This transient relationship established with objects indicates that research is highly valued in university museums, even more than the eternal preservation of objects (De Clercq 2001), with type natural history specimens being exceptions, obviously. Whether this research is the functional research ICOM's definition refers to remains uncertain and subject to intense debate15. As if things were not complicated enough already, some people believe that research should not take place in [general] museums, but in universities - a statement that grants u-museums a special role, yet to be fully understood.

As far as a specificity of u-museology is concerned, more has yet to be studied. As seen above, university museums have specific aspects related to their functions. Eventually, the answer is likely to depend on the approach we take towards Museology - whether institution-oriented, object-oriented or function-oriented. Museology itself is still far from being accepted as a theoretical-synthetical science, with its own body of knowledge and its own derived methodologies. A specific terminology, however, is a sine qua non condition of a possible specific museology. There are signs that museology in the university context assumes a specific terminological body - a set of common concepts difficult to find elsewhere. For instance, expressions like 'scholar-curator' (as opposed to 'professional curator'), 'faculty-curator' or 'curator-professor', 'study collection', 'reference collection', 'research collection', 'teaching collection', 'public exhibition' vs. 'reserved exhibition', just to mention a few, are long-established within the u-museums community. Nevertheless, we should try to understand if this set of words is the expression of a specific terminological body or if they merely stand for professional jargon.

Some of the many questions left unanswered

In short, u-museums are functionally specific: they have at least one more function than other museums - university training - and they consider research intrinsic to their mission. However, more investigation has to be done on this matter, because the term research has its own pitfalls and is often used with different meanings. Some topics still to be developed as far as these two functions are concerned are:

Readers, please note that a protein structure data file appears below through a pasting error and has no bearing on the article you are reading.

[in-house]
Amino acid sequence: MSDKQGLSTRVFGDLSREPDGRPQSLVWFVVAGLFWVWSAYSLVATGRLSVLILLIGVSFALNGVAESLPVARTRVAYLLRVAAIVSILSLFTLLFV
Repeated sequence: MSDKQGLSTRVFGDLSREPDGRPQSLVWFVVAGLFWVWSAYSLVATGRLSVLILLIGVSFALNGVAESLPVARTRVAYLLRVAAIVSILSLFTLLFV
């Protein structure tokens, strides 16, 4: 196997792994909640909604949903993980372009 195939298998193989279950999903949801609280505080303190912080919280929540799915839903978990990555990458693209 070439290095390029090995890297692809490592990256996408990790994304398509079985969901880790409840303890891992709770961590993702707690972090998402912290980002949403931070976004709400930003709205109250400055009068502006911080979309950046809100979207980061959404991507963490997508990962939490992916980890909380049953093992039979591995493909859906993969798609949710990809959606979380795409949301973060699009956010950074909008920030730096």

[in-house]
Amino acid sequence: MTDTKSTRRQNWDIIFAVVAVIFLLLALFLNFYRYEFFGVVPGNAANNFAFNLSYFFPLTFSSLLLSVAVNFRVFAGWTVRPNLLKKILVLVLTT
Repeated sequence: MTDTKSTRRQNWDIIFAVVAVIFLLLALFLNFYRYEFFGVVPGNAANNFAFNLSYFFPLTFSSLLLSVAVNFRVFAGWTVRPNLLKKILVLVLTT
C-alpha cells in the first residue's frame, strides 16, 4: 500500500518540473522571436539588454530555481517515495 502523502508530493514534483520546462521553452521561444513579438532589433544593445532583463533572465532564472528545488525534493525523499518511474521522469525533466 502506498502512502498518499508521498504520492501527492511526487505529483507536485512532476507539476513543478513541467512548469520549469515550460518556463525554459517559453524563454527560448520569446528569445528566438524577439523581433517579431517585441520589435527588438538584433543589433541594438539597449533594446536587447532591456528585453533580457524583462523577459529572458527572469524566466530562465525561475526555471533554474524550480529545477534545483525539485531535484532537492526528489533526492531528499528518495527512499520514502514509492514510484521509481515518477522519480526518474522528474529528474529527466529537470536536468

1. The distinction between research in the museums and research of the museums and their functions - we should be more aware of the subtle differences between the two. We should also have a better understanding on how to cope with ICOM's definition (or specify the definition as far as u-museums are concerned?)

2. A problem related to the previous is that a clearer distinction between subject-matter research and museological research is also required. Both develop a specific relation with the museum collections and the museum as an institution and their purposes are frequently confused. University museums, at least in Portugal, tend to consider fundamental and applied research in the subject matter disciplines as the only research that can be called 'research'. Around a year ago, a university museum director in Portugal was complaining of not having qualified staff for 'museum' [sic] purposes. Understanding that he meant public exhibitions, I asked him why he did not hire education officers, or museologists. He answered plainly: "Museologists?? With this shortage of staff? Never! Whenever I have an opportunity - which is rare - I hire researchers [sic], not museologists. Museologists are a luxury I cannot afford. At this pace, we will not have a museologist within the next 60 or 70 years!".

3. Furthermore, due to lack of conditions and resources, many university museums are neglecting teaching and research in the subject-matter disciplines. The Natural History Museum of the University of Porto abandoned the word 'research' from its mission statement in 1995. Between November and December 2000 I asked 39 university museums and collections from Belgium and the UK whether there was any research happening at the time on their collections. I received 17 positive replies (out of a total of 30), but only one from a natural history museum. Among some of the answers were16: